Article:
Consumer watchdog group Public Citizen claims in a new report (PDF) that the medical malpractice caps that Texas approved in 2003 have not slowed the growth of healthcare expenditures, made health insurance less expensive or had a marked effect on the number of physicians practicing in the state, as the caps' proponents had predicted.
Texas med-mal caps haven't cut costs: group
The Washington consumer advocacy group contends that Medicare Parts A and B spending per beneficiary in Texas increased at a faster rate after the caps took effect. According to its analysis of Dartmouth Atlas of Health Care data, spending on Part B (outpatient and some post-acute care) in Texas grew 42.8% from 2003 to 2007 (the latest year available), compared with 30.7% nationally over that period. Public Citizen contends that Part B spending should have grown more slowly in Texas if malpractice caps eliminated defensive medicine.
Private insurance premiums in Texas increased 51.7% from 2003 to 2010, versus 50% nationally over that period, according to the report.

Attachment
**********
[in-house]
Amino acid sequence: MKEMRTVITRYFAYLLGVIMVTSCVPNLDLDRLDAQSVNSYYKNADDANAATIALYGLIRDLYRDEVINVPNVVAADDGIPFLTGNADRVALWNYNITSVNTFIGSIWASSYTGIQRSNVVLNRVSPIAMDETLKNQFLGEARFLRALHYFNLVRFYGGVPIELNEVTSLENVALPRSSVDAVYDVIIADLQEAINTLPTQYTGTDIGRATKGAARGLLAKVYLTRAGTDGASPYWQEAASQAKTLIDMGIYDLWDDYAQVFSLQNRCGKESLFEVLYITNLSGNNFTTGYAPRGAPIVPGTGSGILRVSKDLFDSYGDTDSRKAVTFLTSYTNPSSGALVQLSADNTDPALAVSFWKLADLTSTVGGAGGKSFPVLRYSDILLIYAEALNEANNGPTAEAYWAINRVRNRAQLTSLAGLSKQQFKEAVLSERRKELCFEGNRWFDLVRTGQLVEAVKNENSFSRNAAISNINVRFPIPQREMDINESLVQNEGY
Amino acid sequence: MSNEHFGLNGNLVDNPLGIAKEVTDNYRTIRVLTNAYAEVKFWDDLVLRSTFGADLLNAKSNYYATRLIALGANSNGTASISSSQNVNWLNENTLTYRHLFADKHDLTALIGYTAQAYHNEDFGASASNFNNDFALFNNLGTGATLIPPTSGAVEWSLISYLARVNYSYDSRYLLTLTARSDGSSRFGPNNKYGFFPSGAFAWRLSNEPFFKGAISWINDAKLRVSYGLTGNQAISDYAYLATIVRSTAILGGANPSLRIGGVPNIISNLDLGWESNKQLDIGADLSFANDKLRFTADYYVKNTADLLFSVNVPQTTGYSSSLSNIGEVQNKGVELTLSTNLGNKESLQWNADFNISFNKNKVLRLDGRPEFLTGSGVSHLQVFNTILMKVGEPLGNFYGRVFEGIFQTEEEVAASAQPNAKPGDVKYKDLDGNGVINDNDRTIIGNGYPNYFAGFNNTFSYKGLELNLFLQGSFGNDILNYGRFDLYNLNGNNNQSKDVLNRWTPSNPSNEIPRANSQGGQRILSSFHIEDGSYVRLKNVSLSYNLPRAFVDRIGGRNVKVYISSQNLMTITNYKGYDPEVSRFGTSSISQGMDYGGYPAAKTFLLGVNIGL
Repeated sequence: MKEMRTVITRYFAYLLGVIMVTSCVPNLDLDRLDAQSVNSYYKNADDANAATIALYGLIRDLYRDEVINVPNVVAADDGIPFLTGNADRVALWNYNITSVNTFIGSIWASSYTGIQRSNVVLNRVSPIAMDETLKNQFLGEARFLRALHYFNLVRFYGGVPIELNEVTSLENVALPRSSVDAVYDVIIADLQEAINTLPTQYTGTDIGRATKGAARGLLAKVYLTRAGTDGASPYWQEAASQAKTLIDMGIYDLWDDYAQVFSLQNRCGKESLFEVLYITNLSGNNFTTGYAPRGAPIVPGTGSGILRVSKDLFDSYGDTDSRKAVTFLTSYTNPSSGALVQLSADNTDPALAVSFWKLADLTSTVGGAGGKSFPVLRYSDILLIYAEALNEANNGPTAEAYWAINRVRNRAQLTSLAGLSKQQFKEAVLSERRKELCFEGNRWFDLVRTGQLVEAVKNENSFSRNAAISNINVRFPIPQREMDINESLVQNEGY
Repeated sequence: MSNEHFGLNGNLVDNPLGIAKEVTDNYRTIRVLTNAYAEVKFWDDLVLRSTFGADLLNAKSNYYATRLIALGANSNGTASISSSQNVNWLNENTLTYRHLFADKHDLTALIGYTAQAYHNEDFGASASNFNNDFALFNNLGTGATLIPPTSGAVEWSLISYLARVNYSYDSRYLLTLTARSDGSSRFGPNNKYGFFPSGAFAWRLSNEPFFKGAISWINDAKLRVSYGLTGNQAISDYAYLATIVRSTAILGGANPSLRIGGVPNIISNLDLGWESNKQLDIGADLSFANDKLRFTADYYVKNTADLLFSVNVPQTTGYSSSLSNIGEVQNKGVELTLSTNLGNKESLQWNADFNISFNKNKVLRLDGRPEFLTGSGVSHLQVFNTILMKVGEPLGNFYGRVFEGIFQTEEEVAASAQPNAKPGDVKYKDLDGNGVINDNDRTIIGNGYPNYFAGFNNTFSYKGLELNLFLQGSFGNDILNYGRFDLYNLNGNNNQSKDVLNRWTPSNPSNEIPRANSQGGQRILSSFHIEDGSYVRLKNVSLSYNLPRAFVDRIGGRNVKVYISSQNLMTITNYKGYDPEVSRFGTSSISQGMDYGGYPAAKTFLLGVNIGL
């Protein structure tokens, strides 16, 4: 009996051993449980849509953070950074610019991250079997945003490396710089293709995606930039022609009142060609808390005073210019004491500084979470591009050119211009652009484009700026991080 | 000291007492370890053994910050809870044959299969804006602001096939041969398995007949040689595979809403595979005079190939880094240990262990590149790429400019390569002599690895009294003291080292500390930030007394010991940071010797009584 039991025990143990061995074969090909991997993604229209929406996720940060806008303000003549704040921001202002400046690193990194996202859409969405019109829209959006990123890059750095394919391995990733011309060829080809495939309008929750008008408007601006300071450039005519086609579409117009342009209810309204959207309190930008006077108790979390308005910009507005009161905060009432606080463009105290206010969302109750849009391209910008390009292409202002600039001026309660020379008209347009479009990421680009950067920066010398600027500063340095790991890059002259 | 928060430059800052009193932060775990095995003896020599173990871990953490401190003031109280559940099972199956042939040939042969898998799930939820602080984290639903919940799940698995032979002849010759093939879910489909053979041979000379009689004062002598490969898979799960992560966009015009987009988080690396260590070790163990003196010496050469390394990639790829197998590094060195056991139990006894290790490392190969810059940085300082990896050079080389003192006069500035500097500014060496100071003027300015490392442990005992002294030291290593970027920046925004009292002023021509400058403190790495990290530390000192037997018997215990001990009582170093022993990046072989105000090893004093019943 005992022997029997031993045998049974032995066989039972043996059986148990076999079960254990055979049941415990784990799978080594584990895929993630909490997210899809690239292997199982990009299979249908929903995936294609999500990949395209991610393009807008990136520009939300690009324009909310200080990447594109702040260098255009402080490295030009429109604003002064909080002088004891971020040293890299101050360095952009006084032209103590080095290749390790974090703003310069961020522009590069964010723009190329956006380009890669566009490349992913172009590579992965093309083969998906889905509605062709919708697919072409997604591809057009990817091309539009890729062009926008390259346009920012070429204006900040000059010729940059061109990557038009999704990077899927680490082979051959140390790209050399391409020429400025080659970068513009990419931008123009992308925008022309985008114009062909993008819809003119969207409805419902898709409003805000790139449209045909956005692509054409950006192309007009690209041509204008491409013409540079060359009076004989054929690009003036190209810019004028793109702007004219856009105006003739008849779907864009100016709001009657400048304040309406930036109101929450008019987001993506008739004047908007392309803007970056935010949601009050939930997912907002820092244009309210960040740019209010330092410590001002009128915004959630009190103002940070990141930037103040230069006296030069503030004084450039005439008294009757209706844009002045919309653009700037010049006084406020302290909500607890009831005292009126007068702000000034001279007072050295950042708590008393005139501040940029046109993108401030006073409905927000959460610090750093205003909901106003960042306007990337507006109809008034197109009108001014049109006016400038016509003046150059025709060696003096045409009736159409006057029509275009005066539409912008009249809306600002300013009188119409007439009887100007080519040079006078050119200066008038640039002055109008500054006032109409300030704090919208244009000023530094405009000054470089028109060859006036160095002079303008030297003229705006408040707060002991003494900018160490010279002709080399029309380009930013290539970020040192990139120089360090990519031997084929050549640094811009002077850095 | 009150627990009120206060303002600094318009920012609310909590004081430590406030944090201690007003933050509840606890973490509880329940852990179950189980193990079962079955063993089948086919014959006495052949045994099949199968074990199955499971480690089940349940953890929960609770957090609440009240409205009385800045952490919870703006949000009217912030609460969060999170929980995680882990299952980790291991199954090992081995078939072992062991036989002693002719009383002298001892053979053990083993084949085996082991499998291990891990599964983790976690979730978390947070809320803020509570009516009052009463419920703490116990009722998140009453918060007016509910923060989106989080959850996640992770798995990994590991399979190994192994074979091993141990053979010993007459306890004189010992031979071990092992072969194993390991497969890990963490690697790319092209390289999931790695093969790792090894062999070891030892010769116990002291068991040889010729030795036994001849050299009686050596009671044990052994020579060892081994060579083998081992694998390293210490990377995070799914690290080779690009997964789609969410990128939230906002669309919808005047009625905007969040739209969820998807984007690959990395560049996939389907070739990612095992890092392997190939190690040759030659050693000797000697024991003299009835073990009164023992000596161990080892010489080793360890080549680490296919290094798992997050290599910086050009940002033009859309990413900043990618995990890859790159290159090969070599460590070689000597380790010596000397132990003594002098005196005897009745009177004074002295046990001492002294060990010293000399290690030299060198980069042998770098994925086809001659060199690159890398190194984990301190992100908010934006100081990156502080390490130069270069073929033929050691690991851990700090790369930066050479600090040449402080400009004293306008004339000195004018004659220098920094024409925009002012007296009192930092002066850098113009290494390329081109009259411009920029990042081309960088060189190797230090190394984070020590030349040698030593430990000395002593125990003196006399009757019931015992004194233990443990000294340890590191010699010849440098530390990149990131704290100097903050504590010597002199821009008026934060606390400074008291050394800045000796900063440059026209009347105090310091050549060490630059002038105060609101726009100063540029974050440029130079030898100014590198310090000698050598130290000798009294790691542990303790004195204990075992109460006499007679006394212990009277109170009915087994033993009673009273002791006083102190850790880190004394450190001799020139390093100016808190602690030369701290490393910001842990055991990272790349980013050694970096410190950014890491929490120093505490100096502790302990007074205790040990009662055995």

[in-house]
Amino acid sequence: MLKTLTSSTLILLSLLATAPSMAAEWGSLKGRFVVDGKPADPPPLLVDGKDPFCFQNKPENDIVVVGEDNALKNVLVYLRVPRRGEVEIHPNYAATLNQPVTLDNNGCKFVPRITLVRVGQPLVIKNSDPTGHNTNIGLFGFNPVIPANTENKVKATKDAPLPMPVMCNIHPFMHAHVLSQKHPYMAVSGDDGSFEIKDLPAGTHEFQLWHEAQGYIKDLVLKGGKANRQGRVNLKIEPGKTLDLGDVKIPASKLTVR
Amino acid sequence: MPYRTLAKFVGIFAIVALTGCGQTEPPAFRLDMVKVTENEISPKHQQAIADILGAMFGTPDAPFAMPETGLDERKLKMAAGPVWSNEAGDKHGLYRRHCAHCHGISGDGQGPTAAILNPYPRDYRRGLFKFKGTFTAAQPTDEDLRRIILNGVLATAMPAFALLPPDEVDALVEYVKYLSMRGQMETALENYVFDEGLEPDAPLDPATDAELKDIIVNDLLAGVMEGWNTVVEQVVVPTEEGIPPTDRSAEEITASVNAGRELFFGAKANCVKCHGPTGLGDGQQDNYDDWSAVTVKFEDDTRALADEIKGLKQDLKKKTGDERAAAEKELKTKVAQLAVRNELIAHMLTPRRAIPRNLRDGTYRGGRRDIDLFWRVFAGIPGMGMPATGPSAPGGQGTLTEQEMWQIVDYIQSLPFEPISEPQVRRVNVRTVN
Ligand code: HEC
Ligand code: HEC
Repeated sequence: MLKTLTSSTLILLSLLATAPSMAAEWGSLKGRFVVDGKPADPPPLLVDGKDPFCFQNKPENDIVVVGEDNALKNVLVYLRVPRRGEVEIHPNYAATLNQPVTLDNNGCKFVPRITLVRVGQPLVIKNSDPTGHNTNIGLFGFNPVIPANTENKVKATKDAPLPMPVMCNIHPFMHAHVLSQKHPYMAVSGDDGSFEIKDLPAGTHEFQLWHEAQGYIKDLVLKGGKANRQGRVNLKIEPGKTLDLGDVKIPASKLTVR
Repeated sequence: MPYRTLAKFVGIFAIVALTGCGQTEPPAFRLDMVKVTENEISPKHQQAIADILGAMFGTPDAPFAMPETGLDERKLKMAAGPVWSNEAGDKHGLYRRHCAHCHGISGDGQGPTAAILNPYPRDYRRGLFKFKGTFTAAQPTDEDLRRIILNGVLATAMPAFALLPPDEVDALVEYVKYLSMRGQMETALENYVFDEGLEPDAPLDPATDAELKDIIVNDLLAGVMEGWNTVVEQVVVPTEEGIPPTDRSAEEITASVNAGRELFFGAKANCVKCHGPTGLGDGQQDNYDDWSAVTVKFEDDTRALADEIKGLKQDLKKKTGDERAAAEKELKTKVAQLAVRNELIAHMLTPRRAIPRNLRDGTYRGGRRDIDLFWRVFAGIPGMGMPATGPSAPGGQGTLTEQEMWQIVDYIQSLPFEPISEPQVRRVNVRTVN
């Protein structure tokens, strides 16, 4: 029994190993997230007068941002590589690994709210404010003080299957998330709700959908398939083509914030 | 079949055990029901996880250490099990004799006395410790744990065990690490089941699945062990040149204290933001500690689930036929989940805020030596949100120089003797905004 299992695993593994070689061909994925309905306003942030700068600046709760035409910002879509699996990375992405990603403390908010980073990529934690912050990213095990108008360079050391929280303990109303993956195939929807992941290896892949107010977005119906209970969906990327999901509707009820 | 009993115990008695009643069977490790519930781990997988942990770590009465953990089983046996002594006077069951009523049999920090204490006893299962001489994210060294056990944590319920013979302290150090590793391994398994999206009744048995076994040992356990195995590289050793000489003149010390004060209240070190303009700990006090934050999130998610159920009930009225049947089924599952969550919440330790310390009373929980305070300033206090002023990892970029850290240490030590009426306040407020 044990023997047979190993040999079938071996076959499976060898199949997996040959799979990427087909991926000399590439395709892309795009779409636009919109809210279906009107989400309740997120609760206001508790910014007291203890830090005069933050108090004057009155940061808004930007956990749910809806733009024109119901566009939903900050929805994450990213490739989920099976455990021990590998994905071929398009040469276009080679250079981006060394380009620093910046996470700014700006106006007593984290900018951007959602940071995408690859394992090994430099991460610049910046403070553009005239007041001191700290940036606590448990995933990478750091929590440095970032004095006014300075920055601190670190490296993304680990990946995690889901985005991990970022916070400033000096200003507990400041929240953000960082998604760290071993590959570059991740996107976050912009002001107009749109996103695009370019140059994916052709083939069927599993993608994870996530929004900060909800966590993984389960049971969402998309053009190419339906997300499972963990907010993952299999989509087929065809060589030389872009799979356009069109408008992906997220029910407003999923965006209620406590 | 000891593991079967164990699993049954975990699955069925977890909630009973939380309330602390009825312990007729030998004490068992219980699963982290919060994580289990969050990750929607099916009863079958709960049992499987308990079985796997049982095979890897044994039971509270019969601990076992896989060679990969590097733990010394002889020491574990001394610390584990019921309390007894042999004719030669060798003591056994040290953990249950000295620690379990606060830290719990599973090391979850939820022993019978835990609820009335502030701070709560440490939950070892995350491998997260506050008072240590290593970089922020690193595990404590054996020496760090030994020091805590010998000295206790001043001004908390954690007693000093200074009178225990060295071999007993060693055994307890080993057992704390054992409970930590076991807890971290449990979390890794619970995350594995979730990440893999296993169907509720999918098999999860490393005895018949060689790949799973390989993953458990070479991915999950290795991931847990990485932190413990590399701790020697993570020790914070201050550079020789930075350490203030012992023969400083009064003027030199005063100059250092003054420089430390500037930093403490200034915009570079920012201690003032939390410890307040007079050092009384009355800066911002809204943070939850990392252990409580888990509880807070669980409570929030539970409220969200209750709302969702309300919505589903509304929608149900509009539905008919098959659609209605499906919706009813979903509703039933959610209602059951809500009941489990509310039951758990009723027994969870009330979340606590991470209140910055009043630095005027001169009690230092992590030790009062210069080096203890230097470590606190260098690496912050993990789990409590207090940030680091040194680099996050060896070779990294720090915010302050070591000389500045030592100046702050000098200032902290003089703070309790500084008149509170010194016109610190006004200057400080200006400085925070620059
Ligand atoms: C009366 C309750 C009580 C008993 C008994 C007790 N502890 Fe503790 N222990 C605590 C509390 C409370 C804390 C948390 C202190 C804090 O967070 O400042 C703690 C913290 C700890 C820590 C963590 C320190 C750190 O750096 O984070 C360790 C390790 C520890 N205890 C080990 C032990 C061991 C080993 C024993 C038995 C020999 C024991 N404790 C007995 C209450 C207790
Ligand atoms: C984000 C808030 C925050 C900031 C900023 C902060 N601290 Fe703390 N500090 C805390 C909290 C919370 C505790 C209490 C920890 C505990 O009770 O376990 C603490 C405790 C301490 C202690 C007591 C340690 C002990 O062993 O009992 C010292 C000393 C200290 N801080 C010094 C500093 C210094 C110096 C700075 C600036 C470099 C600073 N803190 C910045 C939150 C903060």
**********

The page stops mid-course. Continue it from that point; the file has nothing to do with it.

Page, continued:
The rate of uninsured residents in Texas increased from 23.6% to 24.6% between 2003 and 2010—the highest rate in the nation in both years, although the national rate increased more over that period, from 14.6% to 16.3%. The report also notes that the rate of growth in physicians per capita in Texas slowed after the caps; no national data was presented for comparison.
Medical malpractice premiums have fallen 50.5%, while payouts for malpractice claims have fallen 65%, both from 2003 to 2010, according to the report. Public Citizen contends that this has led to a windfall for malpractice insurers. Nationally, malpractice payouts have declined 39.9% over that period.
The Texas Medical Association has been a leading proponent of the efficacy of the caps. A spokeswoman could not be reached immediately.
Send us a letter